Robocalls are unstoppable – 3 questions answered about why your phone won't quit ringing

February 26, 2019 by Raymond Huahong Tu, The Conversation
Caller ID won’t always tell you it’s a robot doing the dialing. Credit: LightField Studios/Shutterstock.com

When your phone rings, there's about a 50 percent chance it's a spam robocall. That's not probability – it's what the U.S. government agency regulating telecommunications says. U.S. mobile phone users received 48 billion robocalls in 2018 alone – more than 100 calls per line.

Raymond Huahong Tu, a computer scientist at the University of Maryland who has researched the technologies and practices of robocalling, explains more about these annoying parts of everyday life – and why they're so hard to avoid.

1. Why does everyone get so many robocalls?

Advanced automatic dialing systems make it easier and cheaper for small operations to generate huge numbers of calls. Robocalling can dial many phone numbers at once, and play a prerecorded or computer-generated voice message to anyone who answers. A person running a operation just has to set up the system and let it run. The program will call mobile phones, homes' landlines, businesses and just about any other number – either randomly, or from massive databases compiled from automated web searches, leaked databases of personal information and marketing data.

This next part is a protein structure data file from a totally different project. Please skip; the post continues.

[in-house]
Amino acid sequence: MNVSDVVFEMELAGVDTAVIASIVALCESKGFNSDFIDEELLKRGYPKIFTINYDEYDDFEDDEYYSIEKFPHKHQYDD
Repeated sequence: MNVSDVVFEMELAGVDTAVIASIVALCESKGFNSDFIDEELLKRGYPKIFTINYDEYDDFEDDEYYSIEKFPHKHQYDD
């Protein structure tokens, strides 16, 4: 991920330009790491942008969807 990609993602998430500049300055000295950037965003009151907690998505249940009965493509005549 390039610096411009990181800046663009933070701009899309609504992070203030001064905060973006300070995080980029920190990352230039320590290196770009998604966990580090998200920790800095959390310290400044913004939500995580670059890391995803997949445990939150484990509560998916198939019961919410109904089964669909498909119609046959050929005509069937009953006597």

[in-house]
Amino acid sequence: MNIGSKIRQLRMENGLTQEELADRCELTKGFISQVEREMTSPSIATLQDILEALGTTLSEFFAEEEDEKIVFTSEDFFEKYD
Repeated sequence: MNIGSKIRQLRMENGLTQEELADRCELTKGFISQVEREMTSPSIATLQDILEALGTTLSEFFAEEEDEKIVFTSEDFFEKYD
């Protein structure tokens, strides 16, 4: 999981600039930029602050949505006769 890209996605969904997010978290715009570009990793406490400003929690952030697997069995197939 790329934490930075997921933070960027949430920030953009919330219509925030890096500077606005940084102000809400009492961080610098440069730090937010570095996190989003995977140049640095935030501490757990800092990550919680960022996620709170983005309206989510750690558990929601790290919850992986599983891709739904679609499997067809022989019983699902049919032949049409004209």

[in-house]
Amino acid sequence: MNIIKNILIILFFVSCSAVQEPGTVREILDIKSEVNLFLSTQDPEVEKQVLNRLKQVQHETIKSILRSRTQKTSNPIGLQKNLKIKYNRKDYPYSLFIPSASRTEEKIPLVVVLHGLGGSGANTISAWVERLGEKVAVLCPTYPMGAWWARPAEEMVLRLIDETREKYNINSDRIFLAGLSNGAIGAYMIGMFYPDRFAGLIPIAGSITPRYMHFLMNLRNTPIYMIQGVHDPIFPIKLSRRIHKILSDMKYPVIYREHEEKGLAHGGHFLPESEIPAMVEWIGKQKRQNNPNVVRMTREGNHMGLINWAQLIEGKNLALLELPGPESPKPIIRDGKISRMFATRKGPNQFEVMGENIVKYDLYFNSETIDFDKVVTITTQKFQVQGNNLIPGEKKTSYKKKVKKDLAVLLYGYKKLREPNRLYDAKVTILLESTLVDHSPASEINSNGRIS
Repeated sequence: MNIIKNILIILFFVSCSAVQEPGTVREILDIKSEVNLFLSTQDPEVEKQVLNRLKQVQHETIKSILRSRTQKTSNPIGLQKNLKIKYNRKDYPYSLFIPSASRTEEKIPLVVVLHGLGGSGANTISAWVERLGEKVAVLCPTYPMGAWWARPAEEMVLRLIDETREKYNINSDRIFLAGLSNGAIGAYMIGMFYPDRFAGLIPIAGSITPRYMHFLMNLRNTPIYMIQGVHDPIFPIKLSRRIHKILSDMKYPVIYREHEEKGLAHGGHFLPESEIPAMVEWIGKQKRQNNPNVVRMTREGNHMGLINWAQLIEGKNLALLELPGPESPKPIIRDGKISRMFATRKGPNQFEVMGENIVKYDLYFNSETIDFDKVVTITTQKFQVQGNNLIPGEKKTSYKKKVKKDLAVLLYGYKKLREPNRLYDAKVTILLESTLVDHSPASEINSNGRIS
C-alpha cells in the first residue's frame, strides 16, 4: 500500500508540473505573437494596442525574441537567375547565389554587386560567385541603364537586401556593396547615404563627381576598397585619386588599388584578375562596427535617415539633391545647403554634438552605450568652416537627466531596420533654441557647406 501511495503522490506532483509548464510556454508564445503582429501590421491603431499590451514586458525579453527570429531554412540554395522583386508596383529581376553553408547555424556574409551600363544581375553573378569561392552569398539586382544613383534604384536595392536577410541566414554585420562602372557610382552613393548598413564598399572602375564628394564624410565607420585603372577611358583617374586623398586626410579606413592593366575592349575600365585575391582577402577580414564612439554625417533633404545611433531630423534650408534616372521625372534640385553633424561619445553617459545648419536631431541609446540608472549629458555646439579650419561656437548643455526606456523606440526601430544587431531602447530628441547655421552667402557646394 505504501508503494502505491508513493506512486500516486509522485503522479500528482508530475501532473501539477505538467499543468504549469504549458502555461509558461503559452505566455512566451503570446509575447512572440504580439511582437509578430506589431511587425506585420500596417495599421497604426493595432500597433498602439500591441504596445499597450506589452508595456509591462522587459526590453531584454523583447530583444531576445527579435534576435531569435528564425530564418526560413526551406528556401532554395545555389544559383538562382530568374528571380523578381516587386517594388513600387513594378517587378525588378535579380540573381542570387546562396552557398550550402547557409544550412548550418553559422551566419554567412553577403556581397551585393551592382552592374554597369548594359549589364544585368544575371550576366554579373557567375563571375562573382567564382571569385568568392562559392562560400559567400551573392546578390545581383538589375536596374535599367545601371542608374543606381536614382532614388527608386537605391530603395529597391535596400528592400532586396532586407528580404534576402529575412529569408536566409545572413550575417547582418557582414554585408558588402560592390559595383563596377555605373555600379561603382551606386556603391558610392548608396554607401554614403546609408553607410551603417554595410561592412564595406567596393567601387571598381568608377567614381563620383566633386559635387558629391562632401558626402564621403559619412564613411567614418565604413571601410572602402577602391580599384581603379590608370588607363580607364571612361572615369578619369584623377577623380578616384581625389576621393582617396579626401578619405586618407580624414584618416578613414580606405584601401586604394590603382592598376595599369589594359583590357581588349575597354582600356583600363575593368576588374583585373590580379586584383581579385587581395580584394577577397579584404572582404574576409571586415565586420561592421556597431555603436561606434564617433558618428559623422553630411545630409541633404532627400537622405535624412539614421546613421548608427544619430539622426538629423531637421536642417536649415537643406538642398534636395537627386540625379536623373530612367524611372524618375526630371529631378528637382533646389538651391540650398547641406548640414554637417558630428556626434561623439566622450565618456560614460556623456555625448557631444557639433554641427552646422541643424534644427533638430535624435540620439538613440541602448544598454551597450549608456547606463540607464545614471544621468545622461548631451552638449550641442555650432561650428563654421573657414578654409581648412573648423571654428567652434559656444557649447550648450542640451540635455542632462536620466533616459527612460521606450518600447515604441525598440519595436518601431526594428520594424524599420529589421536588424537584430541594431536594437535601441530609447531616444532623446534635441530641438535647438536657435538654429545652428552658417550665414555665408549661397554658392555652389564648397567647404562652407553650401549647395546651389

It doesn't matter if you've signed up with the federal Do Not Call Registry, though companies that call numbers on the list are supposed to be subject to large fines. The robocallers ignore the list, and evade penalties because they can mask the true origins of their calls. The autodialing programs encode Caller ID information that makes the robocall look like it's from a local number, the Social Security Administration or even your employer's head office. That means it's harder to ignore the calls – and much more difficult to identify who's actually calling.

The calls keep coming because robocallers make money. Partly that's because their costs are low. Most are made and connected via the internet, so robocall companies can make tens of thousands, or even millions, of calls very cheaply. Many of the illegal robocalls targeting the U.S. most likely come from overseas – which used to be extremely expensive, but now is far cheaper.